If I was willing to spend 500 to 700 on a stand alone router table, I would seriously consider a small shaper like this one or similar. Bonus is that the motor is built on so you can continue to use your router hand held without swapping back and forth. A small shaper like this one will also be a bit sturdier for those larger projects. Also allows for a bit of growth with shaper cutters of desired.

              https://www.grizzly.com/products/Sho...P-Shaper/W1701

              Comment


              • stephenmarklay
                stephenmarklay commented
                Editing a comment
                Agreed, that looks great. But not I am not spending $700 on one.

            • #9
              Originally posted by tomzarbo View Post
              It's probably hard to answer, but what types of things do you anticipate doing with it? I made a really simple one that I think I mentioned before maybe to you? or another poster... anyway, I don't need my router table to do much but be square, and hold those big scary bits tightly far away from my fingers. :0

              I do round-overs with mine pretty much exclusively, small to 1 1/4" but that's just me. I can manually do my adjustments to get a perfect cut in a minute or two.
              But you might want to do more advanced things with yours.

              I looked at the two tables you linked to, seem nice enough, but that Kreg is pricey.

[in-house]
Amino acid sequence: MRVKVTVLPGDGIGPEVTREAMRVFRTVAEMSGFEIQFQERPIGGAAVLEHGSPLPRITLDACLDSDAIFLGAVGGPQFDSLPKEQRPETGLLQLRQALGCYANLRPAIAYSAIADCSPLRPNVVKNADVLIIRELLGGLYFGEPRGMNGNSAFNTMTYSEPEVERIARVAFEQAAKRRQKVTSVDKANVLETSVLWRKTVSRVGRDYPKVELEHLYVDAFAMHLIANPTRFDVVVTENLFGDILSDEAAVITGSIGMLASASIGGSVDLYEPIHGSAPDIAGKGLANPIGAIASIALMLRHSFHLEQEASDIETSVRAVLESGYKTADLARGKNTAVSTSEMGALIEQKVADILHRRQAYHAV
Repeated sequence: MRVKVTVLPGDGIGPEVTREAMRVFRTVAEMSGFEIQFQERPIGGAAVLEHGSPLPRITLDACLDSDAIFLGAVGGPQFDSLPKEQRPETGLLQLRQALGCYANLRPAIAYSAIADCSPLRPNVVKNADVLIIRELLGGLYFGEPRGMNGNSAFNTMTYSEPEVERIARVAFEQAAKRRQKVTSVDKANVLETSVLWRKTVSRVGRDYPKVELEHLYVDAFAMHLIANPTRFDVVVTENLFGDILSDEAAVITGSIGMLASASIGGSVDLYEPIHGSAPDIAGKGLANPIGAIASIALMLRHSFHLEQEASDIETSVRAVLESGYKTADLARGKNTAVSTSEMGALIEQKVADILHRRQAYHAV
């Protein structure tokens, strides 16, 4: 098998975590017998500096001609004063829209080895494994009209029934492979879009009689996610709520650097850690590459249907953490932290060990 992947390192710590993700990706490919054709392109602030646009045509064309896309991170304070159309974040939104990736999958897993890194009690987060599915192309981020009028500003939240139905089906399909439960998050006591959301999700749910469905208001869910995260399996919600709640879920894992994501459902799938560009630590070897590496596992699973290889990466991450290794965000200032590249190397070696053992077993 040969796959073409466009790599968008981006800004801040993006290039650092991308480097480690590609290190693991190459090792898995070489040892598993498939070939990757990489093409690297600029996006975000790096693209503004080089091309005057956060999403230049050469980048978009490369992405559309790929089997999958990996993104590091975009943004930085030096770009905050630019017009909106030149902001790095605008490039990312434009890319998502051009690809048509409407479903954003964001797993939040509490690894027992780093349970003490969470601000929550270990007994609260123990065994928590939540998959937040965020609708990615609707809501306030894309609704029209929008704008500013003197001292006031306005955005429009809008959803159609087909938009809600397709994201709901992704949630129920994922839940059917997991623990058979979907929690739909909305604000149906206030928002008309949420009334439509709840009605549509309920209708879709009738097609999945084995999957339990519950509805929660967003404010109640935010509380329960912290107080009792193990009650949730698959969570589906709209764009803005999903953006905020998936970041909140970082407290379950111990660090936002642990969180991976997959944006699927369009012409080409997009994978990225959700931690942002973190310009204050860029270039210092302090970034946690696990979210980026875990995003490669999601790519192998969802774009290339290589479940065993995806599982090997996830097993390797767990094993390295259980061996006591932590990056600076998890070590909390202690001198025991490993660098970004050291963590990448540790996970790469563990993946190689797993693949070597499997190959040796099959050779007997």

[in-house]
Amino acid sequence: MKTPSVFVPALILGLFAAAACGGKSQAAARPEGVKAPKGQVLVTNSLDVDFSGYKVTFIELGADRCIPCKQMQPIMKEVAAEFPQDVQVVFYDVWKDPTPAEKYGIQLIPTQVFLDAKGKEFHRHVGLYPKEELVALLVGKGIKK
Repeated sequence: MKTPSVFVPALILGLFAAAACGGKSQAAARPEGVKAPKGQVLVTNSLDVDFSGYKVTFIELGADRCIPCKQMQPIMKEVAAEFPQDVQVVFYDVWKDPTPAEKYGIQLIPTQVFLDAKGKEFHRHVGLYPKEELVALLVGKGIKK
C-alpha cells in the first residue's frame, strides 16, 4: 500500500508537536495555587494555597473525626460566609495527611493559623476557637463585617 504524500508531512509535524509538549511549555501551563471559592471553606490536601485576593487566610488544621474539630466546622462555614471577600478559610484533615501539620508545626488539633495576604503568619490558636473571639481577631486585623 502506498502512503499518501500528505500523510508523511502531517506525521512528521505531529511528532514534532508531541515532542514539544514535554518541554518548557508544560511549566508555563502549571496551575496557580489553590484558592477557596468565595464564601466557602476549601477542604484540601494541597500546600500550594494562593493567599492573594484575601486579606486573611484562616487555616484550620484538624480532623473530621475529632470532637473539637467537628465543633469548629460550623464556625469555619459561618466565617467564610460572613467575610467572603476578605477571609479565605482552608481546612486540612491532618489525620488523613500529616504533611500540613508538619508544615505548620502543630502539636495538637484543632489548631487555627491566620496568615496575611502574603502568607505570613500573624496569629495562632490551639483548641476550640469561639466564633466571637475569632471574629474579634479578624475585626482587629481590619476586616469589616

Since you don't have a table saw, that to me is the most important tool you can have as a speaker builder, I'd be lost without mine. A dialed-in table saw with a sturdy and square guide is the #1 tool for speaker building in my opinion. I'd sink more dollars into that as opposed to the router table if it were me. The table saw gives you more bang for the buck if you ask me.

              Curious to see what the more established woodworkers think about this.

              TomZ
              I am not a pro woodworker but I find a lot more value in my router than a table saw. With a decent router and flush trim bit, one can rough cut panels with a circular saw or even a jigsaw and make them true and precise - it just takes longer. Add in roundovers, chamfers, rabbets, and circle jigs, and the router is indispensable. I currently own five routers and my next project is dropping three into a table to cut down on time spent doing bit changes.

              Not looking to argue - just presenting a different viewpoint.

              Comment


              • #10
                Originally posted by Dukk View Post